A generation ago, American kids got a kick out of a naughty, somewhat deranged cartoon bird named Woody Woodpecker. In movie shorts and on television, he would rat-tat-tat his way into trouble, laughing all the while.
Now there's another famous American woodpecker, but he's much more sedate. In fact, the ivory-billed woodpecker is so reclusive, some people think he doesn't exist!
If he does, the male is a big fellow -- 50 centimeters from the tip of his tail to the top of his bright-red crest. The female is mostly black.
Back in the 1930s, deep in the woods, someone recorded an ivory-billed's call, which
doesn't sound much like Woody Woodpecker. In fact, it sounds a bit like a hoot owl.
This creature was thought to have been hunted to extinction in the dense hardwood forests of the American South. The last one showed his pretty red head for sure in 1944.
But duck hunters and other outdoorsmen kept hearing what they swore was the ivory-billed's distinctive double tap. Someone even recorded one in Arkansas' Cache River National Wildlife Refuge.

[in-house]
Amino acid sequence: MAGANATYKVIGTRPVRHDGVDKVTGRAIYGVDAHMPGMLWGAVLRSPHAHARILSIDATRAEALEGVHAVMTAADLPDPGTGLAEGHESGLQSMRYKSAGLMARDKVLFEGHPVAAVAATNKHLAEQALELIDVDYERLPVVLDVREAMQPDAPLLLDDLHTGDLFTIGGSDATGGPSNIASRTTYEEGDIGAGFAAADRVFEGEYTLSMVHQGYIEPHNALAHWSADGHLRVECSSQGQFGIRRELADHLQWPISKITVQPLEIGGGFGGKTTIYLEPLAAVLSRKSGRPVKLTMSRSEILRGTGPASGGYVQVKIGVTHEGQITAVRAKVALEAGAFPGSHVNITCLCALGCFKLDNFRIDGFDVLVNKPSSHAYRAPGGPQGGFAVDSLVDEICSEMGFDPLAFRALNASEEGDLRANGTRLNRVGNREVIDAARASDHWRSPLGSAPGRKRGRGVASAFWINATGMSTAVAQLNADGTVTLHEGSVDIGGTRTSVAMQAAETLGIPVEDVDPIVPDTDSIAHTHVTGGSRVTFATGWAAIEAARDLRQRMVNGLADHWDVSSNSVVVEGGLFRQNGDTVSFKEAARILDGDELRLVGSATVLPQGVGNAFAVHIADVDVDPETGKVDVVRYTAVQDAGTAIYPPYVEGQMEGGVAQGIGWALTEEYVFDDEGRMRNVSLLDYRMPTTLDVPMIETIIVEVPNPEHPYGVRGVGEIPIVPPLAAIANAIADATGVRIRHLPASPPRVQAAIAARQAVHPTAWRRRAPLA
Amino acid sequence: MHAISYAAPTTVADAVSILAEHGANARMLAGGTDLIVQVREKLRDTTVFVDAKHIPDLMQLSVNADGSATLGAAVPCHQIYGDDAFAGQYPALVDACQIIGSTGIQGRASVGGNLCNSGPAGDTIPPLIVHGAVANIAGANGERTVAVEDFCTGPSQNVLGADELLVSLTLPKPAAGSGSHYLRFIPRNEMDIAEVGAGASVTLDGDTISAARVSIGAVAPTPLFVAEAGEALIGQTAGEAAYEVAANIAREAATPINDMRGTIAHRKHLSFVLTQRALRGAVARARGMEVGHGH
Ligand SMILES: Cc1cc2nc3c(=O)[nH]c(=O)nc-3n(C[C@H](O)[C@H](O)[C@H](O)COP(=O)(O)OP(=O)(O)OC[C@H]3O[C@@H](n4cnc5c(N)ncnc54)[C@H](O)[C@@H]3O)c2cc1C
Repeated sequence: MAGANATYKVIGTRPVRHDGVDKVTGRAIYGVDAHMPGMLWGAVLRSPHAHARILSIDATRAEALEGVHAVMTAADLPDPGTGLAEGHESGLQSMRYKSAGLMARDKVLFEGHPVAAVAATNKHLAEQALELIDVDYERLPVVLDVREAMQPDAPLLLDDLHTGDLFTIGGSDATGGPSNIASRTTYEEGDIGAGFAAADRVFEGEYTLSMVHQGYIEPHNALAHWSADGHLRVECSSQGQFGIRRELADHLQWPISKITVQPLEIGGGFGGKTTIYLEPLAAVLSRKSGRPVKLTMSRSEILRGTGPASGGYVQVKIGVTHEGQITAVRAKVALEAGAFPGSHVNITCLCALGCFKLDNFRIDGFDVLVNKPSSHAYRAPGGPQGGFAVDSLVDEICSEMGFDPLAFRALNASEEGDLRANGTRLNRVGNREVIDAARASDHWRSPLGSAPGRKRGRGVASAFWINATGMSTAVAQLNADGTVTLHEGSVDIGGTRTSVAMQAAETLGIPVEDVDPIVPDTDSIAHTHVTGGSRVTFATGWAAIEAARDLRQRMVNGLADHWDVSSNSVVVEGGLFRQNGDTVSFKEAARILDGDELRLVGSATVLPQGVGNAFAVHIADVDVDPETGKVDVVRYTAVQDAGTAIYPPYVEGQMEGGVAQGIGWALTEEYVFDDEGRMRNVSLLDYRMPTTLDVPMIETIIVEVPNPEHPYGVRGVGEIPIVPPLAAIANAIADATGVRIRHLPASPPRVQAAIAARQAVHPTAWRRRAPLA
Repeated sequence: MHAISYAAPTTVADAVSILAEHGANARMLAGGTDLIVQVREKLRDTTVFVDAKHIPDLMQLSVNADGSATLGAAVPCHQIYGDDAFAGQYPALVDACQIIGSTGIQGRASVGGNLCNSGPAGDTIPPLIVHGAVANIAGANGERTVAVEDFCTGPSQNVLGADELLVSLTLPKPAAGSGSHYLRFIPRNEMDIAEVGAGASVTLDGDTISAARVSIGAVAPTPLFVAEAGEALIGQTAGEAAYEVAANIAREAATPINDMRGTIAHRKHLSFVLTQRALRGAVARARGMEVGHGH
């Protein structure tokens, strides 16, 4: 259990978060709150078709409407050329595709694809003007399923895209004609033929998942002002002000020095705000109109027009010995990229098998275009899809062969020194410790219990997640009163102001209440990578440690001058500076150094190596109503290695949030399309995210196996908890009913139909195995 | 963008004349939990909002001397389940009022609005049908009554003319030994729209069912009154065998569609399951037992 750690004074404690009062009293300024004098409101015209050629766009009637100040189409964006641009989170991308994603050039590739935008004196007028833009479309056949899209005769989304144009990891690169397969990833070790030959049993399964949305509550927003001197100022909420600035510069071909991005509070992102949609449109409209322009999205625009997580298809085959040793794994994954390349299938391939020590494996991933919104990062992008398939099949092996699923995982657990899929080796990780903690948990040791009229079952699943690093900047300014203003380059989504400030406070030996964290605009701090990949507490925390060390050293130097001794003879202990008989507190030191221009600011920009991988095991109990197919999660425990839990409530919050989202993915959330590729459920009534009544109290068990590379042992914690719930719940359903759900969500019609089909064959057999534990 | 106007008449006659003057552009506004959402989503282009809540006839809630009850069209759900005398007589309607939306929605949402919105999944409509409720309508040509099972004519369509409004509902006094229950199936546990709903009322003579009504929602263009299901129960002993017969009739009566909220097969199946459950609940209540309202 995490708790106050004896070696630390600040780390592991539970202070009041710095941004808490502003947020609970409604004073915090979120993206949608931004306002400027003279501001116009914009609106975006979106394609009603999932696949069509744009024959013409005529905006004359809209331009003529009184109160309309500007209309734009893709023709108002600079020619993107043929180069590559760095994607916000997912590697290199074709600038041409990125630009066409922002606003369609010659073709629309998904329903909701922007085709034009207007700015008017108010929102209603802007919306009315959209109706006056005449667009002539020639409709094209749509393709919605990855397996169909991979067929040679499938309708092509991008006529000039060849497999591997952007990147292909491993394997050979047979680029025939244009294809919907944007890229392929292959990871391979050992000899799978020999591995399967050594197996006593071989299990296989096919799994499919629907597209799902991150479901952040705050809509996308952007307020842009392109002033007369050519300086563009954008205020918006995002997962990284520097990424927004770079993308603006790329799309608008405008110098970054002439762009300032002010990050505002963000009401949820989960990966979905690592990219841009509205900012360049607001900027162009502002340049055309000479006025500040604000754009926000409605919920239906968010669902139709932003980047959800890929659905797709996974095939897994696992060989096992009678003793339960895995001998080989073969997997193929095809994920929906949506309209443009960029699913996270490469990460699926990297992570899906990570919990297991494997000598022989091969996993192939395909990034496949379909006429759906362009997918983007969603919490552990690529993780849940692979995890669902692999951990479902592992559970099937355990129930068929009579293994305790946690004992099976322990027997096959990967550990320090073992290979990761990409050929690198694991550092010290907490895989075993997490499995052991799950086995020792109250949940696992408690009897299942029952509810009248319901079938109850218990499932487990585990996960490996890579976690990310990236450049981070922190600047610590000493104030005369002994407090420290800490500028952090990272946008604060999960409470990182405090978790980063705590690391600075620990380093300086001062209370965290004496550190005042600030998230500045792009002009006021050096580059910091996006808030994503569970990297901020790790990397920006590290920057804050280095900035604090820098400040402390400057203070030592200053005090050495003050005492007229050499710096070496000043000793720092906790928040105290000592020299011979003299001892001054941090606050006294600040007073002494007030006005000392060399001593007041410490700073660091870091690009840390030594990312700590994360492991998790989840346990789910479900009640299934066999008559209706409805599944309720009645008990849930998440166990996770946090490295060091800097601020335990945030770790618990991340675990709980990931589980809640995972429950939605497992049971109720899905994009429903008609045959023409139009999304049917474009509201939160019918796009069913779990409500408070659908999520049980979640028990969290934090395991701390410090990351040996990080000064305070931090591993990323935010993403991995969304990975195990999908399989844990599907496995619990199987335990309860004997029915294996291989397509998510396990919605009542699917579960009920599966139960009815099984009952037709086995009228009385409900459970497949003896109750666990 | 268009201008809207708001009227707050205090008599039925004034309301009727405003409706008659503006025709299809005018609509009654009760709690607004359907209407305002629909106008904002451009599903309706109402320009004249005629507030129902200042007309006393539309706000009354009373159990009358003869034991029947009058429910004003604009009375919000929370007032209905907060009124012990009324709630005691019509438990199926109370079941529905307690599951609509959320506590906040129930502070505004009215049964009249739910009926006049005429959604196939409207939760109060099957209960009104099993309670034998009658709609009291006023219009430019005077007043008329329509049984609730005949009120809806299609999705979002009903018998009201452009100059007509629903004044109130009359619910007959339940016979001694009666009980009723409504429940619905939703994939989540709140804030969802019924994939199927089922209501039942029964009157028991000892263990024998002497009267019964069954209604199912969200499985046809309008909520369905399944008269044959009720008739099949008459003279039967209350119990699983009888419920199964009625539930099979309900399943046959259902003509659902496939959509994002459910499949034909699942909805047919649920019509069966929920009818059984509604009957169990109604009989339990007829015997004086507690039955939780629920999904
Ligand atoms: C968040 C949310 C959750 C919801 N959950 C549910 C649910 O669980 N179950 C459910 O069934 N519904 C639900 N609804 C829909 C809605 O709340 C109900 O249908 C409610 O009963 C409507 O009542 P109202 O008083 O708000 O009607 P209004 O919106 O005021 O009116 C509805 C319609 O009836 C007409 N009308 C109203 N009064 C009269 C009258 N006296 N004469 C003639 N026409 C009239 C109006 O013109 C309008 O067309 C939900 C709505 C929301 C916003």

And in 2004, a birder caught a quick glimpse on film of what sure looks like an ivory-billed in flight. So Cornell University organized an all-out search that produced a few more eyeball-only sightings of a single bird.
Why not more? Well, the Cache Refuge alone covers 200,000 hectares of incredibly dense woods that are filled with cottonmouth snakes. That sure puts a damper on searching. And the search season is short, since you can't see much of anything once the trees leaf-up in late April.
Skimpy though the results have been, the U.S. Fish and Wildlife Service has announced a recovery plan -- a $27-million plan! -- to promote the survival of whatever ivory-billed woodpeckers are left.
That's a lot of money for a phantom bird. But the folks at Fish and Wildlife say any species that can be saved is worth the trouble and expense. And they say the evidence that a few ivory-billed woodpeckers are still with us is just too tantalizing to ignore.